Walk a mile in my shoes, please!

Empathy, that’s what we need right now, lots of it. Right now, going online to talk to my friends on Facebook is not a pleasant experience. The vast majority of my friends online were rooting for Hillary Clinton, and we had many different reasons to do so: partisanship, the possibility to put a woman in the highest office, equal rights, civil rights etc. Some of my friends rooted for Trump, and, as I explained the other day, I’m sure they had very good reasons to do so, too. The United States is ruled on the principle of “majority rules, minority rights”. Many fear those rights today.

However, and this is where it becomes so difficult. One side, my side, lost. And while some supporters of Trump may gloat, many have gone quiet. For them, the election is over, let’s move on. What we tend to forget is that Trump’s movement has stirred some very nasty elements. He’s turned stones that should never have been turned.

The endorsement from the KKK and David Duke for instance. As “unwelcome” as it may have been, it helped Trump get important votes. The endorsements from nazis, alt right and other white supremacists helped, too.

If you’re part of the majority of white heterosexuals in America, the result of this election won’t change your life much, and we have yet to see whether the economy will get better, or not.

But for many others, there is a lot of reason to be afraid, and I just want you (if you have nothing to fear), to read this, think about it, and to try to see things from these people’s point of view. I’ll start in America itself, as most of my readers are Americans. The implications of a Trump presidency are mostly international though, in terms of impact:

  • Illegal immigrants. Yes, they broke the law coming here. No need to explain that. Hence the term. However, their children are American citizens. Yes, parents made a mistake, but is it fair to have the kids pay for it? Try not to judge. Just picture yourself a five year old girl in say New Orleans, an American girl, seeing the police haul off her parents. How would you feel? Don’t you think we need to tone down the rhetoric and find solutions that are balanced?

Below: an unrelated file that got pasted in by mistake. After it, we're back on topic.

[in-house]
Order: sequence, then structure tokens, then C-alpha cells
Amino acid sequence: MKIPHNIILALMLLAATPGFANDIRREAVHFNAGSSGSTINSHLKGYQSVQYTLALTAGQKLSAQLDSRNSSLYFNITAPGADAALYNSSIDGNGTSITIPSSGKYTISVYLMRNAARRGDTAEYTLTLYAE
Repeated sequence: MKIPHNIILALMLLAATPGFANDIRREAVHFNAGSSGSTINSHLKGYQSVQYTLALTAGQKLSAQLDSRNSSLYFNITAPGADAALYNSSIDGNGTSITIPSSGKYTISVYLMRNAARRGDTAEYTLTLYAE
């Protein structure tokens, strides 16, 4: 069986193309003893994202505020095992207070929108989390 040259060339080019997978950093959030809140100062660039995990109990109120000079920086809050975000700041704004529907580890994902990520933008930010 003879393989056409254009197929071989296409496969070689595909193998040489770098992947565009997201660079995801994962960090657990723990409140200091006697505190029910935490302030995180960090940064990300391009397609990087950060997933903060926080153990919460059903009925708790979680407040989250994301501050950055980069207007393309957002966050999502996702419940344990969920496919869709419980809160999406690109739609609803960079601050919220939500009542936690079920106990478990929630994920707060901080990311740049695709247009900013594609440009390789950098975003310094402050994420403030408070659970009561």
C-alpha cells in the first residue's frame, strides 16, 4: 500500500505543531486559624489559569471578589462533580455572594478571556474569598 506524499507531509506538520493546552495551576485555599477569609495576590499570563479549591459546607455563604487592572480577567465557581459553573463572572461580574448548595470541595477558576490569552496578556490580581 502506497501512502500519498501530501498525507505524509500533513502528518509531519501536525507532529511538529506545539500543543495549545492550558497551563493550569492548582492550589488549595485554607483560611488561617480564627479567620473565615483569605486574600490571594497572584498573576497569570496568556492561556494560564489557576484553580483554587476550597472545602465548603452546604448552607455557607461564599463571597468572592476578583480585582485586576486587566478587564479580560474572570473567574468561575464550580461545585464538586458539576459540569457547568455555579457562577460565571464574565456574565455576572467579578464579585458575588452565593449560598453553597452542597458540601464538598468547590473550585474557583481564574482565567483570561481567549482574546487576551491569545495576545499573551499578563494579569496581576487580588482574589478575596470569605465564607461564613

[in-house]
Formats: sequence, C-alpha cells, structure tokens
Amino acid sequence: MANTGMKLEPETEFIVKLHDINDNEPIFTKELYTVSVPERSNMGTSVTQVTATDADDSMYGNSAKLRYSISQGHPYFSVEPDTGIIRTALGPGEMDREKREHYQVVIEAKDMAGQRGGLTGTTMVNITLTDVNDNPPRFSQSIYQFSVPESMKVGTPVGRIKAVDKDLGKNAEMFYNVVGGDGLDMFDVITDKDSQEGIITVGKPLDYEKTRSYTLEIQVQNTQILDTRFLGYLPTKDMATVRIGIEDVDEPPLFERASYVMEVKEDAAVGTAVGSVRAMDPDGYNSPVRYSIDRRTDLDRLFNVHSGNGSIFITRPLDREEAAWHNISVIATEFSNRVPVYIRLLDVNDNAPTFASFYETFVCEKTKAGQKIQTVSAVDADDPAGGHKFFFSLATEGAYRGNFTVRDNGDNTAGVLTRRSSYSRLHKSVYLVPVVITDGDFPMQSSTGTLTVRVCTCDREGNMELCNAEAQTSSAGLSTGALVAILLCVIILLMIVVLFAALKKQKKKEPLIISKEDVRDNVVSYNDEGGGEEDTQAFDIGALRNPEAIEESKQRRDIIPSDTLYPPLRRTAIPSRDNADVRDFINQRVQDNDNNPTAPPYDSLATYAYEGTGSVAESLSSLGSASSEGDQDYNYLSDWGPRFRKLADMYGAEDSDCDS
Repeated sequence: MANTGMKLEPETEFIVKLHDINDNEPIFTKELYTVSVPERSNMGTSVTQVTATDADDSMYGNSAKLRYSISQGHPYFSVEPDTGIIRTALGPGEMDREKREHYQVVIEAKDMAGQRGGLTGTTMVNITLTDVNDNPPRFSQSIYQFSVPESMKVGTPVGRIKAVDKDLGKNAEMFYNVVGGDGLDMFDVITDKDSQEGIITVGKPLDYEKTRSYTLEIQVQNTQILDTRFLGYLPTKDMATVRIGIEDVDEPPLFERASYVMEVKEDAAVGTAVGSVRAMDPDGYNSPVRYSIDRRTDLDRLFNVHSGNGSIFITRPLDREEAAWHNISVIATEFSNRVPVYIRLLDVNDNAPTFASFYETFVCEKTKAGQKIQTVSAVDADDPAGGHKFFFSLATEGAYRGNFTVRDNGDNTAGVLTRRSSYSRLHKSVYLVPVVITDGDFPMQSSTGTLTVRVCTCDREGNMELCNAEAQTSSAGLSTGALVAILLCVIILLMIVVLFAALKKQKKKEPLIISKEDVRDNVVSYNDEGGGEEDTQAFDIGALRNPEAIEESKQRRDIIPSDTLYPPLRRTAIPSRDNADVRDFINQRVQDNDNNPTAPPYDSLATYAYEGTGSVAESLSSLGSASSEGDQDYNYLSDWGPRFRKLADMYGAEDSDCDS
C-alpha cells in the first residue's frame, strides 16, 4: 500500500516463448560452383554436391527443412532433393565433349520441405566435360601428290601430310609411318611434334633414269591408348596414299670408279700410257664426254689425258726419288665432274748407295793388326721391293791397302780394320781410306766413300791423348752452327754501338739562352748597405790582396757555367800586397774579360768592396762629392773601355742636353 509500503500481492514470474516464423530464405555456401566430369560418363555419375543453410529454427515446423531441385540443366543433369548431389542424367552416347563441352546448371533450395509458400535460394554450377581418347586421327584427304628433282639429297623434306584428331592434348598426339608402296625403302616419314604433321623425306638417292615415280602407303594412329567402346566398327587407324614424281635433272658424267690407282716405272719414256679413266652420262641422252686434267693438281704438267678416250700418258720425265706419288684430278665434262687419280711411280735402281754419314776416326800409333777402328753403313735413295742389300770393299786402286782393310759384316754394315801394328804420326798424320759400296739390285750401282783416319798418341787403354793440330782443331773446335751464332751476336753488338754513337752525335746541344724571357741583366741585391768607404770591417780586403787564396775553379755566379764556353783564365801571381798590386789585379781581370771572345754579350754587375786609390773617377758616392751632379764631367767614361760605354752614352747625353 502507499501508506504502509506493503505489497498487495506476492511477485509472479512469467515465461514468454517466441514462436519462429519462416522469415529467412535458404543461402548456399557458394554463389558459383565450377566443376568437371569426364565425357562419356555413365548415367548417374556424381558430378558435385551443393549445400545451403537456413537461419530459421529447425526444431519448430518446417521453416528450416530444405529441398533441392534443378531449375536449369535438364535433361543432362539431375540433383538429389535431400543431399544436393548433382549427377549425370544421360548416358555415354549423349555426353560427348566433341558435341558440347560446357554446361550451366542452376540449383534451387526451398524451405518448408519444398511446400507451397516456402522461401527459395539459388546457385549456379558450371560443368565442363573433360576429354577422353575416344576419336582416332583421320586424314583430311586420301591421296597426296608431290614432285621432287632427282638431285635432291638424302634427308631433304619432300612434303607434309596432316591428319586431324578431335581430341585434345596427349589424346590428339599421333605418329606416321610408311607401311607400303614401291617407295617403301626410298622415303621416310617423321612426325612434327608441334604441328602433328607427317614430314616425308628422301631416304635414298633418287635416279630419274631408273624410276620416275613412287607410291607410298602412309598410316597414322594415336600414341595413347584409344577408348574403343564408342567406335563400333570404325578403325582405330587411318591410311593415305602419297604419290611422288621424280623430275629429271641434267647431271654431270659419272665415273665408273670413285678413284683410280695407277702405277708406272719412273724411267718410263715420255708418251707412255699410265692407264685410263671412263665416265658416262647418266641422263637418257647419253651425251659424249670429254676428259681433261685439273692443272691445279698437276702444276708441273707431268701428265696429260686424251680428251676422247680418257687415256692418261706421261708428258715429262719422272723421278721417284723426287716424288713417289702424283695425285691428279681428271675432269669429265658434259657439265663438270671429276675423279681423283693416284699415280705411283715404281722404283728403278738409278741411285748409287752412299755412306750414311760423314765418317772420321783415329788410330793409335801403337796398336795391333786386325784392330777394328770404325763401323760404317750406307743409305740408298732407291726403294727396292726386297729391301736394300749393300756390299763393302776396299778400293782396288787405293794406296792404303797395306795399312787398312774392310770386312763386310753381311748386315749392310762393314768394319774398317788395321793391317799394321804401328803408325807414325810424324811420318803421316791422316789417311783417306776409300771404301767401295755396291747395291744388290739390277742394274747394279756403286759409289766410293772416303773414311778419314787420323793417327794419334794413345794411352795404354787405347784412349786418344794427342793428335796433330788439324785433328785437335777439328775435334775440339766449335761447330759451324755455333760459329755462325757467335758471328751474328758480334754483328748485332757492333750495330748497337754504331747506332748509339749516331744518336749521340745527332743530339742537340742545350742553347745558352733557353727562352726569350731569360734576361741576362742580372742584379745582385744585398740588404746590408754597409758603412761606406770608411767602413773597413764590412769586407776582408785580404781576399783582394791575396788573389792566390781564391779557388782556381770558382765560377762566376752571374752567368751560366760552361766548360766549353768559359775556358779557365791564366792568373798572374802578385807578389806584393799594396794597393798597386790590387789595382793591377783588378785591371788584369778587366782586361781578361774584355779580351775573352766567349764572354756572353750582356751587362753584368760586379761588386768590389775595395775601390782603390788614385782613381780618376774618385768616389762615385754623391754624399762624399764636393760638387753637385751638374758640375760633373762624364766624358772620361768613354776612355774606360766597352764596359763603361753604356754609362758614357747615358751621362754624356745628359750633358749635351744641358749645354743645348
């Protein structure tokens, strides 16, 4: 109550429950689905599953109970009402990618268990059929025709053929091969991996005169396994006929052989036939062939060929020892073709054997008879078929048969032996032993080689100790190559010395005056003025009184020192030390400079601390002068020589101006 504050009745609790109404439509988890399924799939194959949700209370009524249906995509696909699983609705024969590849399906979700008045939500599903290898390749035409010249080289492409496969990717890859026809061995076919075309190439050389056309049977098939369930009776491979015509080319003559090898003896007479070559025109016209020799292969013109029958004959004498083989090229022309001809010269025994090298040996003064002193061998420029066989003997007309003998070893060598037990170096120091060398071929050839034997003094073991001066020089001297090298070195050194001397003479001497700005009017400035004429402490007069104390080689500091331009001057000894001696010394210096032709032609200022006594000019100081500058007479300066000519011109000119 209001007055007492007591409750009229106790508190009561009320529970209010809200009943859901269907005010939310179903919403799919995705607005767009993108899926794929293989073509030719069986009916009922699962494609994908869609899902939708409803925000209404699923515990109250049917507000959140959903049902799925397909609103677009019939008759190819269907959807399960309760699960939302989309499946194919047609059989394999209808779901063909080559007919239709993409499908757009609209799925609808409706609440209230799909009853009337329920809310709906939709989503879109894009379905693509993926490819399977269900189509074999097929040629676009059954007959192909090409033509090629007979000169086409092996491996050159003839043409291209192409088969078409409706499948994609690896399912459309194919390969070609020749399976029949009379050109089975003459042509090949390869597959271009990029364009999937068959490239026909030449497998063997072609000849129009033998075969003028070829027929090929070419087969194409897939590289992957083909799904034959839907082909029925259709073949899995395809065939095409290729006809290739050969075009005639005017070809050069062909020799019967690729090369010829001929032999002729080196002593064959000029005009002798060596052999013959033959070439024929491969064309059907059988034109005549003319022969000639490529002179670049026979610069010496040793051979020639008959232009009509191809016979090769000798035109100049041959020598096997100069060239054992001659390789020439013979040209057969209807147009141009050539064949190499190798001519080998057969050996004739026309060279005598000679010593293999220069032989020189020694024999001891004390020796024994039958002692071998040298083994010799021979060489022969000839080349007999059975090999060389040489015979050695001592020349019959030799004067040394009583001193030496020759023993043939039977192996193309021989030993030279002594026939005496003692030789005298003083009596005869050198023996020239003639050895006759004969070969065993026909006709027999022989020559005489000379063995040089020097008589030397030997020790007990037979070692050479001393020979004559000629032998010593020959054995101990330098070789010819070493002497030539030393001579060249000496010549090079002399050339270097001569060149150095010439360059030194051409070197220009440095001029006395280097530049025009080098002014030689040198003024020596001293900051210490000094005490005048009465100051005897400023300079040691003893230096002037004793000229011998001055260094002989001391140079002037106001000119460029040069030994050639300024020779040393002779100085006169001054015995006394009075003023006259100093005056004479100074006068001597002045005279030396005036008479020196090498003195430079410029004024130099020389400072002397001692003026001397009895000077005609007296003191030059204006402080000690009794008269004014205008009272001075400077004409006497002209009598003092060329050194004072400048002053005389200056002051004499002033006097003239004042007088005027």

• Picture a trans boy in middle school in North Carolina. He’s finally come out and is beginning his transition. Try to imagine what it is like to live in a body that isn’t right, regardless of “why”. This boy needs to go to the bathroom and is forced by his state to use the girl’s room… Do you think the girls will applaud a boy in their bathroom? Do you think he’ll feel safe?
  • Imagine yourself a young lawyer in a prestigious law firm in Texas. He falls in love, marries his dream partner. His life is happy and he’s on track to make partner at the firm. Until he’s fired. Why? Not because he’s a bad lawyer. No, but because he married a man. How would that make you feel, if you lost your job because of the person you love? Personally, I don’t think Obergefell is going to be reversed (these things take forever), and to pass an amendment to the constitution is literally impossible these days (and we have elections again in two years). But there are so many ways legislators can hurt the LGBT community with their “freedom of religion laws” and bathroom BS. Losing your job is just the beginning. The next step could be refusal of first aid. A couple of states already have that on their books, despite Obama…